Kurtz Back In Action

Howard Kurtz is back and he hit the ground running today with both a print piece regarding the dangers foreign correspondents are facing, and a WaPo.com chat. After some ribbing about his extended vacation, Kurtz addressed the separation of news and editorial, and the role of Dana Milbank.

    Columbia, Md.: Howie, You and other Washington Post reporters are fond of claiming that there is this “wall” between the news department and “editorial” department. If so, then why does Dana Milbank get to appear on the editorial page on a regular basis, as he did this weekend, while also writing news column during the week. It would seem to me the “wall” has a pretty big hole in it to allow Milbank to pass back and forth…. Shouldn’t Milbank have to choose one side or the other?

    HK: It is my sad duty to inform you that you are wrong. Dana Milbank’s “Zeitgiest” column appears not on the editorial page but in the Sunday Outlook section, which is run by a completely separate staff and frequently includes contributions from reporters. Listen, the wall doesn’t mean that on rare occasions a reporter can’t write an op-ed piece. It means that editors and reporters in the newsroom have no idea what the editorial page is going to say, are not influenced by what the editorial page says, and that Len Downie has no control over anything the editorial page does.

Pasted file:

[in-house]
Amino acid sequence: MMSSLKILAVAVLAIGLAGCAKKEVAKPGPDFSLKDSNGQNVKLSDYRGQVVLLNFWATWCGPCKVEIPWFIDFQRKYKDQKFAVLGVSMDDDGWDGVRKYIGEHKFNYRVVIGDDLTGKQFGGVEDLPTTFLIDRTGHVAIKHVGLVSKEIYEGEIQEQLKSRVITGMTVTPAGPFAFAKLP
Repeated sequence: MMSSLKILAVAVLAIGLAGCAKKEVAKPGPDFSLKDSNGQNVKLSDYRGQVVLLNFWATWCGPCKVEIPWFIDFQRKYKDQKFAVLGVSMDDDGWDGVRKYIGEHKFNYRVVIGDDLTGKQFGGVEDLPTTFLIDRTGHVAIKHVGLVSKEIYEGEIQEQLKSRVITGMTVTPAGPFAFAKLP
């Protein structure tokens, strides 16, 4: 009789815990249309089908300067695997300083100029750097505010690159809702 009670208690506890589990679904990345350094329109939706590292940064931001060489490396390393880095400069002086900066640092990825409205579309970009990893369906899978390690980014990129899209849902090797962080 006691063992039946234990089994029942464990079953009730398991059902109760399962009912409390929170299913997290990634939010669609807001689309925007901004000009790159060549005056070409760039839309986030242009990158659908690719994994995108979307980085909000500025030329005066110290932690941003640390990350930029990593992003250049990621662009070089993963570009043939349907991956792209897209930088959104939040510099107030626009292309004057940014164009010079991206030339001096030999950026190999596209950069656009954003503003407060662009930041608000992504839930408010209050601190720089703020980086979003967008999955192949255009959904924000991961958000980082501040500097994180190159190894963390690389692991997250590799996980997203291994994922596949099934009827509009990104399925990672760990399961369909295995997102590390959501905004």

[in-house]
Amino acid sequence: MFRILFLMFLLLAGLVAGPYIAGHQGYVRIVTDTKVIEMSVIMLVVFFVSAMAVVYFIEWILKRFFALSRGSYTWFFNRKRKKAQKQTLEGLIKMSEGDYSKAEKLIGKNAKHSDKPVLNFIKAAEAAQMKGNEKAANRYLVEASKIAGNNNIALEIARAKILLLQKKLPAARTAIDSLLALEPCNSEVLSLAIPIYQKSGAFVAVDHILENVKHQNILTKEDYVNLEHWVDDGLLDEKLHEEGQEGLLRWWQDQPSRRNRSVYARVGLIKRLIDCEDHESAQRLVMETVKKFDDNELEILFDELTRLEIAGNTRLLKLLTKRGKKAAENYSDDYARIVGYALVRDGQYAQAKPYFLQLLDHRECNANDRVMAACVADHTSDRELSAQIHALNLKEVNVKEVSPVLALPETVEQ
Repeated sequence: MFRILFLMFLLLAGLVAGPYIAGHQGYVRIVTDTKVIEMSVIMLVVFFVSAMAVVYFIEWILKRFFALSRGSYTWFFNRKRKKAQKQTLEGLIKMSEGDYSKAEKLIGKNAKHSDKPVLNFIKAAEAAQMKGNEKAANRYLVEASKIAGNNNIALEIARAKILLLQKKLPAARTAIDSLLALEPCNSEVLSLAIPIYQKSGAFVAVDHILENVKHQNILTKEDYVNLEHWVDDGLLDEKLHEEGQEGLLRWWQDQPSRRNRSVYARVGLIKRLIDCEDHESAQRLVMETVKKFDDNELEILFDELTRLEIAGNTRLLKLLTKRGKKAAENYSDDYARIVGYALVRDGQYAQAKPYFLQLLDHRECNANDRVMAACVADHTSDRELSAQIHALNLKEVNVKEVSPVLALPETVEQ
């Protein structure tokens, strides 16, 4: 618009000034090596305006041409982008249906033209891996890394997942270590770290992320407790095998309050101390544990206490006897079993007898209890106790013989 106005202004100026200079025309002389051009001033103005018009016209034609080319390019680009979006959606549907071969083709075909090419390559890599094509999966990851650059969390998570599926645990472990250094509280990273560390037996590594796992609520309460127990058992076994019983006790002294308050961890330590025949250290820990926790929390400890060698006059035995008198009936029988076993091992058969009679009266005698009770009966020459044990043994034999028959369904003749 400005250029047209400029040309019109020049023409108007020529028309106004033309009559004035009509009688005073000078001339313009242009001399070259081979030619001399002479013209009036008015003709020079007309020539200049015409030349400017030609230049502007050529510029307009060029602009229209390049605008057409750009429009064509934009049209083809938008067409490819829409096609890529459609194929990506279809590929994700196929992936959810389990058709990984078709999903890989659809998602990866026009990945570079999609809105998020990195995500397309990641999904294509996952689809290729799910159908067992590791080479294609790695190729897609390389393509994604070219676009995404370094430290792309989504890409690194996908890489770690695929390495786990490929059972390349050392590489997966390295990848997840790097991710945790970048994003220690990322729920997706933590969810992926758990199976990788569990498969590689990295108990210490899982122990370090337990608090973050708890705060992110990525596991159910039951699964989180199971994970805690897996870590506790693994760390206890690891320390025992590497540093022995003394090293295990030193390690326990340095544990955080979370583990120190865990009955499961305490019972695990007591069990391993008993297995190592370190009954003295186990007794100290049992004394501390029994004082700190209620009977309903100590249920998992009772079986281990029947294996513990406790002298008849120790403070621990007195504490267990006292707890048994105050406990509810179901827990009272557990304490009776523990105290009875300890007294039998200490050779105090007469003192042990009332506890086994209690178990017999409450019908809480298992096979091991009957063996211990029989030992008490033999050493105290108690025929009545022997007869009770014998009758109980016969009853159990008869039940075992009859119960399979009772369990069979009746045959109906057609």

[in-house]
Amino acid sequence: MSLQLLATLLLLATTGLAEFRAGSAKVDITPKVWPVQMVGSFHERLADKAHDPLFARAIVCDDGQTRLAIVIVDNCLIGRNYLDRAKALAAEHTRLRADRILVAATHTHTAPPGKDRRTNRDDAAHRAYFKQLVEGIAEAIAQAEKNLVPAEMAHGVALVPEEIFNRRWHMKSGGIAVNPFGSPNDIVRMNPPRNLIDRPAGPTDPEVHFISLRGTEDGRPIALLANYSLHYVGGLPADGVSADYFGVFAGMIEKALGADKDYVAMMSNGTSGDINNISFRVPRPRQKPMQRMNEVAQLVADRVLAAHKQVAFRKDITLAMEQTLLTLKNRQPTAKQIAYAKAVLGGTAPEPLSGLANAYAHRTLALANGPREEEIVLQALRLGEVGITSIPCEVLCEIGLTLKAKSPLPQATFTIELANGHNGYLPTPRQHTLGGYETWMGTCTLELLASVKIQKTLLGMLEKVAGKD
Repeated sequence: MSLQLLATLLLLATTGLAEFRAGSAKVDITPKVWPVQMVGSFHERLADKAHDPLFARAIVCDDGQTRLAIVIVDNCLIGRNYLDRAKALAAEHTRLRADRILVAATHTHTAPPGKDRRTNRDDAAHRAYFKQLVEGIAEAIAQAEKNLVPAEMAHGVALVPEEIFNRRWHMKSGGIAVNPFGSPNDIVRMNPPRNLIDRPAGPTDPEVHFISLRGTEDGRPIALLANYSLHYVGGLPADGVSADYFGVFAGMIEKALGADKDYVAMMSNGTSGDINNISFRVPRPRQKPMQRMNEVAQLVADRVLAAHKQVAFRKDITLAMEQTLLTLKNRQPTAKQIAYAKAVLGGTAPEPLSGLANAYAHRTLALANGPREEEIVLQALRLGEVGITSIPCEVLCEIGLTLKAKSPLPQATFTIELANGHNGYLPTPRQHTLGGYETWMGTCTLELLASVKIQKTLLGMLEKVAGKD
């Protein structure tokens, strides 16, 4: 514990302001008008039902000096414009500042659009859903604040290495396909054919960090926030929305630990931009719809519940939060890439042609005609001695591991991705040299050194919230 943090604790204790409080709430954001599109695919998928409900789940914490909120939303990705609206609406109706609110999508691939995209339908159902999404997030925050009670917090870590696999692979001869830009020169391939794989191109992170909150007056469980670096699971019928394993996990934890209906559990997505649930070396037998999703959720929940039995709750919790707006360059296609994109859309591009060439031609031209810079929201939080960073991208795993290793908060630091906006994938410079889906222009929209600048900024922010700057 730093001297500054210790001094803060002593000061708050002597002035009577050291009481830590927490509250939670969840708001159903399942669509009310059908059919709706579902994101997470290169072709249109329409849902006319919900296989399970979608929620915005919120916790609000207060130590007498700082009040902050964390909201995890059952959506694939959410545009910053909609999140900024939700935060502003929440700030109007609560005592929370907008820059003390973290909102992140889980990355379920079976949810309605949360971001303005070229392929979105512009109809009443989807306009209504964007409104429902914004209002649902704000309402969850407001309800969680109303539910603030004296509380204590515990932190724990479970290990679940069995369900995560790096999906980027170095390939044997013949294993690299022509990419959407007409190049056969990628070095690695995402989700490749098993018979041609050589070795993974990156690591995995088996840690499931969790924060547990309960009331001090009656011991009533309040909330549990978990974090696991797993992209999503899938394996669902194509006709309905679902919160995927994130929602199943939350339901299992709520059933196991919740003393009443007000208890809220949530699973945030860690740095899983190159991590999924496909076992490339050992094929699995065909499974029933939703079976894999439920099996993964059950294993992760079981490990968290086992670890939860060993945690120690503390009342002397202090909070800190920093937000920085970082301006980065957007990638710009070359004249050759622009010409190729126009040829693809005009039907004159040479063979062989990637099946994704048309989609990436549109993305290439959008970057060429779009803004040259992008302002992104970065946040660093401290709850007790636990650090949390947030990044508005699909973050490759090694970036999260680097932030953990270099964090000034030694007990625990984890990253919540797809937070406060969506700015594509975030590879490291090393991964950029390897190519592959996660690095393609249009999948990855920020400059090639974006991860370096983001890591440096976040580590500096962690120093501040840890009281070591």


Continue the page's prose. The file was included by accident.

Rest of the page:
Re: Milbank: But Mr. Kurtz, to the reader, it doesn’t matter whether Downie is in charge of the section or not. What matters is that Milbank dances all over the fine line between reporting and editorializing, suggesting there is no “wall” between news and opinion.

    HK: But that’s a different argument. You said he was on the editorial page; he wasn’t. Plus, he is a news columnist now, which means he has more leeway in writing than when he was a White House beat reporter, but is not dishing outright opinions the way an op-ed columnist would.